The sentences:

The subjects we study at school can be divided roughly into two groups: the sciences and the arts. The purpose of education is to fit us for life in a civilized community, and it seems to follow from the subjects we study that the two most important things in civilized life are Art and Science.
About "the arts/Art", does that mean anything artistic only, like music and painting?

My book says "yes", but I don't think so; it includes all humanities like psychology, sociology, philosophy...whatever.

Well, my dictionary says when it means humanities, it has to be art"s". But then, what about the singular form with capital A?
You're right, and the arts include English too!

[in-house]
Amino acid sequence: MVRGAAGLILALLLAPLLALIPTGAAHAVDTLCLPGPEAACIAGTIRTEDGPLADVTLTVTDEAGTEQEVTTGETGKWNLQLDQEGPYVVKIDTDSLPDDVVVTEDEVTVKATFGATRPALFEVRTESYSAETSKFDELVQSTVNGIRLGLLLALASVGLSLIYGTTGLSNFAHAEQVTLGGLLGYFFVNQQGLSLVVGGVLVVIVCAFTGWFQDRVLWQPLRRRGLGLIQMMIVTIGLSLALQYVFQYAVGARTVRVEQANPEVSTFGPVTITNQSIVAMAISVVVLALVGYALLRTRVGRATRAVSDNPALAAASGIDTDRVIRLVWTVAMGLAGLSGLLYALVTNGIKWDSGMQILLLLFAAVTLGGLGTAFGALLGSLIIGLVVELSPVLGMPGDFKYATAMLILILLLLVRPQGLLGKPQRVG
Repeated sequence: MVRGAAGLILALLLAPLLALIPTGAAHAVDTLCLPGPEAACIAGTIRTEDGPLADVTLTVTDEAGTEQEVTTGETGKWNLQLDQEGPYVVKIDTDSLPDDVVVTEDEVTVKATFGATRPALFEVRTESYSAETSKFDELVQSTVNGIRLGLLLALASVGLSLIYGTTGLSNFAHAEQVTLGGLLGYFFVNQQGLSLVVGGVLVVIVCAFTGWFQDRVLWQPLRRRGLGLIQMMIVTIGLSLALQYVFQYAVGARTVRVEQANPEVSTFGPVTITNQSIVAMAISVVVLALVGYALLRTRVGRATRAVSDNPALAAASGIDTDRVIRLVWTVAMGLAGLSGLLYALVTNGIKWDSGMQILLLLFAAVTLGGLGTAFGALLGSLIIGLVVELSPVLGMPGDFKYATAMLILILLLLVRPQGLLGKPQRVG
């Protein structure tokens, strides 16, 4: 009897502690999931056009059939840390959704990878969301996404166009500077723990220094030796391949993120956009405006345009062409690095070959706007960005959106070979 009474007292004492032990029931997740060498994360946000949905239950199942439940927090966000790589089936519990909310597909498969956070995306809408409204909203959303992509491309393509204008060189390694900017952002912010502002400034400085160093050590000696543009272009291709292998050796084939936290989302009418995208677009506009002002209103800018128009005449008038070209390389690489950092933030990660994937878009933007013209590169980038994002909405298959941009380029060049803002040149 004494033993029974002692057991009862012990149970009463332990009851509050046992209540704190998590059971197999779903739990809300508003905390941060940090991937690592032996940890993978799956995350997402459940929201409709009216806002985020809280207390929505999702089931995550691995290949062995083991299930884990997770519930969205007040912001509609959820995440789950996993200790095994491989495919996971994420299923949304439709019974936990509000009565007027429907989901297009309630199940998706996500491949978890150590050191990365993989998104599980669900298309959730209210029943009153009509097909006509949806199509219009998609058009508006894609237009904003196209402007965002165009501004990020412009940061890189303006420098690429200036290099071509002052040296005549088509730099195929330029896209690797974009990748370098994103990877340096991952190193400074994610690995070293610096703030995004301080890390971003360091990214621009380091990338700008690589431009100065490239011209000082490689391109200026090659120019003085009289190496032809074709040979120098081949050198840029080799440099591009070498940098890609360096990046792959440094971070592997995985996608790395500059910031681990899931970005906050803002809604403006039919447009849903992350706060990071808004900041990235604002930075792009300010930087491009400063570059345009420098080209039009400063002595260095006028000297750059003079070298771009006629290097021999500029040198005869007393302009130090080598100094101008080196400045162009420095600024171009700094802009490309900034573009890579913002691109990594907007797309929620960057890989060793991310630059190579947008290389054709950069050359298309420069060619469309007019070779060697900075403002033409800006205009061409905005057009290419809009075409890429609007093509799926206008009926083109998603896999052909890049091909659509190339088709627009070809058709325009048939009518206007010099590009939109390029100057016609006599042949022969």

I think in the case of 'Art', the author does mean the fine arts, and is (slightly illogically) selecting them from among the arts (the humanties) to stand as his example in his conclusion about the 'two most important things'.
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So you mean to the author the fine arts are especially important among the humanities? Or is it that the fine arts are tyipical (to the authour) of the humanities?
What I am suggesting is that the author changed his mind-set slightly between talking about the school curricula (arts and sciences) and talking about the most important things of life (Art and Science). He didn't carry the precise concept over from one consideration to the other when he set up his conclusion. Perhaps as you say he considered Art typical of the arts for this purpose.
I see.

If I were the author and brought the essay to a writing lab, which I used to use very often when I was in the U.S, I guess the tutor would say "Taka, you need to revise it. Be consistent." ^_^
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